Originally posted by twhitehead
No, it is not. 'Most' has subtle variation in meaning depending on context.
If I said: 'most people survive brain surgery' would you take it that 51 or more out of 100 patients survive? I don't think so.
If I said: 'most people have university degrees', would you take it that 51 or more out of 100 people have university degrees? I don't think so.
But maybe English is different where you live.
adj. Superlative of many, much.
a. Greatest in number: won the most votes.
b. Greatest in amount, extent, or degree: has the most compassion.
2. In the greatest number of instances: Most fish have fins.
1. The greatest amount or degree: She has the most to gain.
2. Slang The greatest, best, or most exciting. Used with the: That party was the most!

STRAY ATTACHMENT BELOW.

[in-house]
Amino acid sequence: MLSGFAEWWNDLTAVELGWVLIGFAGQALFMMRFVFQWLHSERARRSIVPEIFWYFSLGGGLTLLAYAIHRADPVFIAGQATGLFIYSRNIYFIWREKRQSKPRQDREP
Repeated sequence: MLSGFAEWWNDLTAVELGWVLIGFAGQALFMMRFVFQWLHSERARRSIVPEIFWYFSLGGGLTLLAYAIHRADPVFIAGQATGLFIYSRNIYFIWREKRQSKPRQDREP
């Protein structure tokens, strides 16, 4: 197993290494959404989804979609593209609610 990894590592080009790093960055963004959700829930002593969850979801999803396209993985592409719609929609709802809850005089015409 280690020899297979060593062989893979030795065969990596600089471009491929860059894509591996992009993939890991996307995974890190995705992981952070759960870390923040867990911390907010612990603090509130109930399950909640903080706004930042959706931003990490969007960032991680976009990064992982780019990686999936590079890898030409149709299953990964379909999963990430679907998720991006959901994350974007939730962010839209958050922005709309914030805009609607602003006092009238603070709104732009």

(used with a sing. or pl. verb) The greatest part or number: Most of the town was destroyed. Most of the books were missing.
adv. Superlative of much.
1. In or to the highest degree or extent. Used with many adjectives and adverbs to form the superlative degree: most honest; most impatiently.
2. Very: a most impressive piece of writing.
3. Informal Almost: Most everyone agrees.
at (the) most
At the maximum: We saw him for ten minutes at the most. She ran two miles at most.
P.S. Using the first definition, 75% is greater than 25%.